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True English

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Message  gerardM Mar 22 Aoû - 0:31

Muriel, I guess you made a mistake: the photos you posted are a colander and a chinois..

Here's a strainer

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Message  MurielB Mar 22 Aoû - 10:21





you are right Gérard because only the chinois and colandar pictures appeared. You know that even in French I am not quite sure about the vocabulary. 
    










Dernière édition par MurielB le Lun 22 Oct - 22:20, édité 1 fois

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Message  gerardM Mar 22 Aoû - 15:35

Muriel, yes the 1st photo (strainer) is on the page ( http://www.thekitchn.com/strainer-colander-chinois-what-61828 ) but you may have pressed PgDn; not surprising the chinois is the pointy thing 'like a Chinese hat).

And then there's the chinois. These can get expensive, and the best ones come with a wooden pestle for mashing ingredients against the sides. They are cone-shaped, which allows for more straining surface area, and they are used mostly for making sauces, soups, and custards that need to be super smooth and silky. The holes are extremely fine, and you can use the pestle to pulverize every last drop of liquid out of the solid ingredients without mashing through any grit.

_________________
Please feel free to point out big mistakes in my messages in a foreign language. Thanks to your remarks, I'll be able to improve my level.
PS: Pls note that I chose American English for my vocabulary, grammar, spelling, culture, etc.  :-)
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Message  gerardM Mar 22 Aoû - 16:37

True English - Page 23 Temp12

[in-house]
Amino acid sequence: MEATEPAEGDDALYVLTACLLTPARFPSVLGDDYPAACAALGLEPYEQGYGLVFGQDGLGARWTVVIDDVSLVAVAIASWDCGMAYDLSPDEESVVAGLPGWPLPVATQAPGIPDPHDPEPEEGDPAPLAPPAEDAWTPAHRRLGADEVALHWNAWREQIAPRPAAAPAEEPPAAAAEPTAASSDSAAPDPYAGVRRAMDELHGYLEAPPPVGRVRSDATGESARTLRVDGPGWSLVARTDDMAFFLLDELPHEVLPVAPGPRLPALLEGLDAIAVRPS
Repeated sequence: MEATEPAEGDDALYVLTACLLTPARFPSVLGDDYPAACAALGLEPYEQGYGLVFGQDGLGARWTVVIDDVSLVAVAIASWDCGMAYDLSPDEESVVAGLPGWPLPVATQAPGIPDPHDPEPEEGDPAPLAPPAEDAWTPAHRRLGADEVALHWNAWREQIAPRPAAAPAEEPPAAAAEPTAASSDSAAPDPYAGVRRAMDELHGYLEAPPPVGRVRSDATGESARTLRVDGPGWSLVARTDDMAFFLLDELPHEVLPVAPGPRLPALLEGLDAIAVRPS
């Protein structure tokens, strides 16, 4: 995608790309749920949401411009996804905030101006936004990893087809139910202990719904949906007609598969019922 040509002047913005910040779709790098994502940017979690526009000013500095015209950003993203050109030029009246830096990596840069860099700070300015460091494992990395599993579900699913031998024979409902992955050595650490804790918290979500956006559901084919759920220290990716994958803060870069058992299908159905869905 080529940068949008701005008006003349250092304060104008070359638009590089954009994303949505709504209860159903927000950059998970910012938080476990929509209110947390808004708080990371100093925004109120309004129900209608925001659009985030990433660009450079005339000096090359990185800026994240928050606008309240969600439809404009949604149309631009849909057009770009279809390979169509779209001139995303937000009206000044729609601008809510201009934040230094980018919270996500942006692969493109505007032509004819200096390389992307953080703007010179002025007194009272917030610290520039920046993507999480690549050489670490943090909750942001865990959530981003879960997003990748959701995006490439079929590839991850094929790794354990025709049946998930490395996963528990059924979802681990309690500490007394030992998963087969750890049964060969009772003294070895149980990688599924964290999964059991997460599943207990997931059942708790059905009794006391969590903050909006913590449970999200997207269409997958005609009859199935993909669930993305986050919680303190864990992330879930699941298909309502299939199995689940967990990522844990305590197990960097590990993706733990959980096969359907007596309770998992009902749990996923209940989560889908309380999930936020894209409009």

Here's another view of what was suggested in the US to watch the eclipse.

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Message  MurielB Mar 22 Aoû - 21:24

gerardM a écrit:Muriel, yes the 1st photo (strainer) is on the page ( http://www.thekitchn.com/strainer-colander-chinois-what-61828 ) but you may have pressed PgDn; not surprising the chinois is the pointy thing 'like a Chinese hat).

And then there's the chinois. These can get expensive, and the best ones come with a wooden pestle for mashing ingredients against the sides. They are cone-shaped, which allows for more straining surface area, and they are used mostly for making sauces, soups, and custards that need to be super smooth and silky. The holes are extremely fine, and you can use the pestle to pulverize every last drop of liquid out of the solid ingredients without mashing through any grit.
Tx Gérard l

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France Merci de me faire part des grosses fautes dans mes messages en langue étrangère (en Message Privé). Grâce à vos remarques, je pourrai m'améliorer  :-) 
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Message  gerardM Jeu 24 Aoû - 22:32

Hi everyone,

If there's a weird word in English, it's "to dress"! My dictionary gives me 8 different meanings, can you find "better"?

Dress
C vtr

1 (put clothes on) habiller [person]; to get dressed s'habiller;
2 (decorate) décorer [Christmas tree]; Naut pavoiser [ship]; to dress a shop window faire une vitrine;
3 Culin assaisonner [salad]; préparer, parer [chicken, crab, game];
4 Med panser [wound];
5 (finish) dresser [stone, timber]; corroyer [hide];
6 Agric (fertilize) fertiliser [land];
7 Hort (prune) tailler [tree, shrub];
8 Mil aligner [troops].
(Hachette-Oxford French-English Dictionary)

So, with "dress", consider the context Smile

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Message  MurielB Jeu 24 Aoû - 22:36

Tx Gérard, I have learnt a lot !

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Message  gerardM Jeu 24 Aoû - 22:43

... written test to come... Smile

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PS: Pls note that I chose American English for my vocabulary, grammar, spelling, culture, etc.  :-)
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Message  MurielB Jeu 24 Aoû - 22:47

In that case I will read the list a second time !

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Message  gerardM Jeu 24 Aoû - 22:58

> Tx Gérard, I have learnt a lot !
I don"t dare say it's wrong but it hurts my eyes Very Happy

_________________
Please feel free to point out big mistakes in my messages in a foreign language. Thanks to your remarks, I'll be able to improve my level.